'Bali Bombings' Cleric Says Jail Conditions Inhumane

Militant Indonesian cleric Abu Bakar Bashir arrives at a hospital to undergo medical treatment, in Jakarta, Indonesia in a February 2012 file photo. Photo: Tatan Syuflana / Associated Press

JAKARTA — A lawyer for the spiritual leader of the militants who carried out the 2002 Bali bombings is urging Indonesian authorities to end his "inhumane" treatment in prison.

The radical Islamic cleric Abu Bakar Bashir has been confined to a tiny isolation cell on the Nusa Kambangan prison island as part of a broad tightening of security in the wake of the Jan. 14 suicide bombings in the Indonesian capital Jakarta.

Authorities say isolation measures, which are also being applied to other top convicted militants, are needed to stop the ailing 77-year-old Bashir from radicalizing prisoners and to cut him off from extremist networks.

Lawyer Mohammad Mahendradatta said Thursday that Bashir is kept in his 2 square meter cell for 23 hours a day and sleeps on thin mats over a cement floor without blankets.


He is denied reading materials and personal items, regularly awakened from his sleep because of mosquitos, and consultations with medical staff take place behind barriers.

"The condition of his cell is simply shocking and inhumane treatment against him is causing his health to deteriorate," Mahendradatta said.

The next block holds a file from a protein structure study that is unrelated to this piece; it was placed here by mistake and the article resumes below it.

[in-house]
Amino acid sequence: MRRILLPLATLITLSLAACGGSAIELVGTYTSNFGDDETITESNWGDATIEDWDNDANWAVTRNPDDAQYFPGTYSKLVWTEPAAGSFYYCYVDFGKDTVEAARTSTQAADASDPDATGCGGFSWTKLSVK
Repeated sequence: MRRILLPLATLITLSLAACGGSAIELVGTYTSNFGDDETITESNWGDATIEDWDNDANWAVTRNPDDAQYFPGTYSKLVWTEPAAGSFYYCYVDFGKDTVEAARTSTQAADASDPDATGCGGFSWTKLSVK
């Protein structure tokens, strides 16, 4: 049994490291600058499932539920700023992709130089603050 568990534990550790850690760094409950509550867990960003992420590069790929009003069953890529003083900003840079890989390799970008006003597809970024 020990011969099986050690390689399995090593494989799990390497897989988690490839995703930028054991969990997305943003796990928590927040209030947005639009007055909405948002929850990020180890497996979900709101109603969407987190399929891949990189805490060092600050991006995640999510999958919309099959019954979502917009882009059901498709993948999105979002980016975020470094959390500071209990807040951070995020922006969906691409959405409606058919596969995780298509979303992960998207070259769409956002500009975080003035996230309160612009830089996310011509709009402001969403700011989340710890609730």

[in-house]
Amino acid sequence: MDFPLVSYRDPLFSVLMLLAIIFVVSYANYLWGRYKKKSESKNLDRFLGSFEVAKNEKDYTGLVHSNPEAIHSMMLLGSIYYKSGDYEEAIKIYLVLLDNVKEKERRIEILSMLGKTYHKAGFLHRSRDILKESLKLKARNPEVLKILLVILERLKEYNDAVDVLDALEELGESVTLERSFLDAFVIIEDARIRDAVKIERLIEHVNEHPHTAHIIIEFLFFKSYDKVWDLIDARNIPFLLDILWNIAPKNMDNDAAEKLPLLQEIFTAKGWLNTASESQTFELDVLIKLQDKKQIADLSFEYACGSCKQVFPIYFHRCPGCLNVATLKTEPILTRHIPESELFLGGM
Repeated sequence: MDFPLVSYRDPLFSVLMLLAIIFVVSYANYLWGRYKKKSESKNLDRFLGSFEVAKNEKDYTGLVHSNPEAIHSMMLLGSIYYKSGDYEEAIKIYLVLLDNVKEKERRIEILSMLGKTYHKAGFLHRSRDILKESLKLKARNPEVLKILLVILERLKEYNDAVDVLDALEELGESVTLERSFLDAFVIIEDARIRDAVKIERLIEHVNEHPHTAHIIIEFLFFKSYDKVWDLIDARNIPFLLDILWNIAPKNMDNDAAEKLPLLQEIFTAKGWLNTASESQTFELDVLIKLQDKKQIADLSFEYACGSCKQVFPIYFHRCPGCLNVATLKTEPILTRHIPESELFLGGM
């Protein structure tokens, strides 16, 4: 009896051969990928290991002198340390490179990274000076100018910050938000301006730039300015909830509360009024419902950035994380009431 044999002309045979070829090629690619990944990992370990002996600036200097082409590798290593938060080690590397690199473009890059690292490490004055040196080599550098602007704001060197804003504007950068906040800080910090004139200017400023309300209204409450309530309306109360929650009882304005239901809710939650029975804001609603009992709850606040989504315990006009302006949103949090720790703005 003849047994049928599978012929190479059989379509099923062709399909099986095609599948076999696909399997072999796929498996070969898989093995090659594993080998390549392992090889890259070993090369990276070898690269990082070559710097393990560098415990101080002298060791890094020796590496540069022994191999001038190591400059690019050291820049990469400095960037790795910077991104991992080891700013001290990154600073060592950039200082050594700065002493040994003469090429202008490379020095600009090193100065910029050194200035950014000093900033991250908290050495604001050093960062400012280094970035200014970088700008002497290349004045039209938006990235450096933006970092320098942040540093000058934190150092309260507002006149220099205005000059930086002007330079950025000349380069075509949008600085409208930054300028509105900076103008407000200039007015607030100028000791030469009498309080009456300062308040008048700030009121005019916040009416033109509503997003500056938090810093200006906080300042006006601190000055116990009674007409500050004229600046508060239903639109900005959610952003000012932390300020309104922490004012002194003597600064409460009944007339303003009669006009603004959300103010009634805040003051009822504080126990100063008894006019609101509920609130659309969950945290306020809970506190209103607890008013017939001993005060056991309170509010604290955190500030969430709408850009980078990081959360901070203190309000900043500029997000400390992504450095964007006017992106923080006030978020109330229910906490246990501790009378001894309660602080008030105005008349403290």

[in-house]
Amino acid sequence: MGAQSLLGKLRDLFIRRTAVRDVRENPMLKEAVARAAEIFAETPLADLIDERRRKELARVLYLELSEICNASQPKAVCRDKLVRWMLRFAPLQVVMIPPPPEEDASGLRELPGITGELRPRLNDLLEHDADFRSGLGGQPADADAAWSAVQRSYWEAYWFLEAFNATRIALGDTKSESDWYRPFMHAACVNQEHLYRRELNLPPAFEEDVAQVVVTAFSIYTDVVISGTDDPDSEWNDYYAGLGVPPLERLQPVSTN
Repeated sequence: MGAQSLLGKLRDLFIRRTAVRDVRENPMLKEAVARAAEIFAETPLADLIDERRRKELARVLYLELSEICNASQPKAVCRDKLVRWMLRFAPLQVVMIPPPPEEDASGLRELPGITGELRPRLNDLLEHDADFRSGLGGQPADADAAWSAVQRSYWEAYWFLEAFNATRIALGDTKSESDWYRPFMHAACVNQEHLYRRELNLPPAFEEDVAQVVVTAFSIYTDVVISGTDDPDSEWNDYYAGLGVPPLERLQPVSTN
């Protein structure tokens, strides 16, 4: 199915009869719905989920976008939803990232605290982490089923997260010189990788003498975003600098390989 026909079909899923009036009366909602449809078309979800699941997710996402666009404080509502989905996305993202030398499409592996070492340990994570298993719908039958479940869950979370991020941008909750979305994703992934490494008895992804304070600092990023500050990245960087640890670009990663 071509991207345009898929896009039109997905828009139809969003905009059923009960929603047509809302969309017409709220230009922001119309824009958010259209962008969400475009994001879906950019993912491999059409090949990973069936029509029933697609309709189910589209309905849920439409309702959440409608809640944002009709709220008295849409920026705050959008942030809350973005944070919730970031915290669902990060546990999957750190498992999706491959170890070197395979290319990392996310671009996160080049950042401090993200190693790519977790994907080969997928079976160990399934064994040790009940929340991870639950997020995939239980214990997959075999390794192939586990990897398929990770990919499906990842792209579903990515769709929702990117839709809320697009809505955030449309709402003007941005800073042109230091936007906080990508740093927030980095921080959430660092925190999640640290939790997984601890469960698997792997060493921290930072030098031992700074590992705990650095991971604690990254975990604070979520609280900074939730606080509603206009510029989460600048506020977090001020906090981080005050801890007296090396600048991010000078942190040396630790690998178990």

The claim of mistreatment comes amid heightened concerns among the public and rights groups about possible extrajudicial killings following the recent death in custody of an alleged militant.

Police said the militant, known as Siyono, had concealed a handgun and attacked officers. But an autopsy conducted last week at the request of Siyono's wife and backed by Muhammadiyah, Indonesia's second-largest Muslim group, revealed that the 34-year-old died from trauma to the chest and had no defensive wounds on his body.

The findings prompted Indonesia's parliament to summon the national police chief and the anti-terrorism agency chief to a hearing next week.

Bashir, known as the spiritual leader of al-Qaida-linked militants behind the Bali bombings that killed 202 people, was sentenced to 15 years in prison in 2011.

Prosecutors said he was a key player in supporting a militant training camp in Aceh that brought together men from almost every known extremist group in predominantly Muslim Indonesia. A higher court later cut the sentence to nine years.

Akbar Hadi Prabowo, spokesman for the directorate general overseeing prisons, said Bashir has appropriate facilities for an isolation prisoner.


"The information we have is that Bashir is in a state of good health," he said. "There is no mistreatment against Bashir, he gets proper facilities for the inmate who is placed in isolation."

Mahendradatta said his assessment of Bashir's prison conditions was based on recent access by his team of lawyers.

Story: Iniek Karmini / Associated Press